SINN FEIN AND THE LAST ELECTION.
[To THE EDITOR OF THE " SPECTATOR."] gin,—Your correspondent Mr. A. T. Rogers asserts in his letter in your last issue that " at the last General Election 75 per cent. of the Irish electors cast their votes for Sinn Fein and the establishment of an Irish Republic." This is contrary to fact. The truth is that Sinn Fein got a very small proportion of the total voting strength of Ireland. In round numbers the figures were 400,000 votes for Sinn Fein out of a total of 1,401,000. The Unionist voters, together with the small body of liedmond;te Nationalists, were more numerous than the Sinn Fein voters; their figure was about 430,000. Yet Sinn Fein swept the three Southern Provinces almost completely. What is the explanation ? Why did 600,000 voters, mainly in the three Southern Provinces, abstain from voting ? There is only one word which describes the situation: Terror. Yet, even ander this awful pressure, 600,000 voters, who would nearly all describe themselves as Nationalists, refused to vole for Sinn Fein. It was really a display of surprising courage on their part, considering the state of things in Ireland. They might have voted for Home Rule, as distinct from an Irish Republic, but they did not do so.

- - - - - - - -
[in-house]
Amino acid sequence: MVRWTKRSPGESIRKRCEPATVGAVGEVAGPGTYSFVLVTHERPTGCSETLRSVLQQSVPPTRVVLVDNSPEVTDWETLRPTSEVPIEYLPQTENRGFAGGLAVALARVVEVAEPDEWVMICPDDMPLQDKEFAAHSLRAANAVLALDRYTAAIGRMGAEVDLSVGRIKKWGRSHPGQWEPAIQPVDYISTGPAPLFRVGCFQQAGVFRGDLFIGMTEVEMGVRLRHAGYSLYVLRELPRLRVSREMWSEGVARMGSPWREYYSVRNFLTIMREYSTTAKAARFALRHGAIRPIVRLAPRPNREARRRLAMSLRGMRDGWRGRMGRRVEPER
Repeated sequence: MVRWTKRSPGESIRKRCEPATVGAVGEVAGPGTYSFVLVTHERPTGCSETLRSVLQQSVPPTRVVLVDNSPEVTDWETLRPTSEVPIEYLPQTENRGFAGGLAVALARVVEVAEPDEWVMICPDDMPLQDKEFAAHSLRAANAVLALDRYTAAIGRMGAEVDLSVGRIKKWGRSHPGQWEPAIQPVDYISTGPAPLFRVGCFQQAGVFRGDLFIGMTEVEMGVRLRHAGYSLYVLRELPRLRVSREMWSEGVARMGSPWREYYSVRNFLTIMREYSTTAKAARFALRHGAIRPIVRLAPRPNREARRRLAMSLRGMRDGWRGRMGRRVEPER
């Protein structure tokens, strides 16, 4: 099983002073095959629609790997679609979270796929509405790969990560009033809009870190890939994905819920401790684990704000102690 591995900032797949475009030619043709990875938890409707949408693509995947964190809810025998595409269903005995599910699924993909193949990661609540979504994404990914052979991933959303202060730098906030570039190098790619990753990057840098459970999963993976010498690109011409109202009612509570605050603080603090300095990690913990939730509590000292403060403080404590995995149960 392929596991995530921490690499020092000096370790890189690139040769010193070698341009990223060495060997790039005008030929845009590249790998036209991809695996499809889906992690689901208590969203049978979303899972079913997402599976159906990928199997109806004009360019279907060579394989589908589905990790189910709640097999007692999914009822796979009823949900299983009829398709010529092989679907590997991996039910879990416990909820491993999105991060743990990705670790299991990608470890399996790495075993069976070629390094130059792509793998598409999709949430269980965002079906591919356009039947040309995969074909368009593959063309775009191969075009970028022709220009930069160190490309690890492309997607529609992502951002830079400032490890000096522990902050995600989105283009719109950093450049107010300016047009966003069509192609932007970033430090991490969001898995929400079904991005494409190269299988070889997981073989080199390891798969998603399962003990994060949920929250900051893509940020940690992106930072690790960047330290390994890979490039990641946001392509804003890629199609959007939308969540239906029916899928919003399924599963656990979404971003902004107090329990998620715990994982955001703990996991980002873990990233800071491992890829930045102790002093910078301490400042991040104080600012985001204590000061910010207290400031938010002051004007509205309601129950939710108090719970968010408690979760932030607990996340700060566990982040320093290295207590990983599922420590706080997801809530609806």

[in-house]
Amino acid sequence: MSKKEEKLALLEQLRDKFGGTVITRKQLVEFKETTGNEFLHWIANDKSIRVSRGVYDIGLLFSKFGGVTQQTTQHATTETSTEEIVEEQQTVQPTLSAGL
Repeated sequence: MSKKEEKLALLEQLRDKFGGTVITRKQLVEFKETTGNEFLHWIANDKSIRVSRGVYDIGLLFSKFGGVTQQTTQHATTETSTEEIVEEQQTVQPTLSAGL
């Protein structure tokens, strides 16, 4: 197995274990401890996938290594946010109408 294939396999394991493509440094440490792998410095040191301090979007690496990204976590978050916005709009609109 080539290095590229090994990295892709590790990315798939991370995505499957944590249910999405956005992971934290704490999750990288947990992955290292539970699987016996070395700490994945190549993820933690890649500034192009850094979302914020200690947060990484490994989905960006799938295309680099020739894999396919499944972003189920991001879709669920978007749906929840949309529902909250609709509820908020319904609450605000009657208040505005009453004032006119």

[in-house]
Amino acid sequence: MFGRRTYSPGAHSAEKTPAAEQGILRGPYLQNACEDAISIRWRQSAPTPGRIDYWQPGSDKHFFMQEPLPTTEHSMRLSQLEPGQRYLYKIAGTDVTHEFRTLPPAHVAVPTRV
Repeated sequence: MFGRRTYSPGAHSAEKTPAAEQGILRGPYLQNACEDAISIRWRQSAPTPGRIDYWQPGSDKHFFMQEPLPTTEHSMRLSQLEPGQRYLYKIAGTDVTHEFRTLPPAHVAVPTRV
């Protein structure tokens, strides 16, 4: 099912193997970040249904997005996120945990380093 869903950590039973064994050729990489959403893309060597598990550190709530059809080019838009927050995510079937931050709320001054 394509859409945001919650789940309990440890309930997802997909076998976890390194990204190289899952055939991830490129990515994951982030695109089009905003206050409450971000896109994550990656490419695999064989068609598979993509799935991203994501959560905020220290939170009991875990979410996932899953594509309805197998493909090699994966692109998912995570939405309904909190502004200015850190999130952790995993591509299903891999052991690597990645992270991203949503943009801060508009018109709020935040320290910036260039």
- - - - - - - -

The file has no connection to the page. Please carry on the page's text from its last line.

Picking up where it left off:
The real lessons of the last General Election in Ireland are as follows: First, Ireland almost unanimously rejected Home Rule. Secondly, Sinn Fein, in spite of its victory at the poll, represents only a small fraction of the Irish people. Thirdly, tnionism pure and simple is nearly as strong, in out-and-out sepporters, as Sinn Fein.
My own conviction is that the great majority of the silent 613,603 voters are secretly in favour of the Union as the only safe rule for Ireland, but have not the courage to say so. For this reason every possible scheme for Home Rule is certain to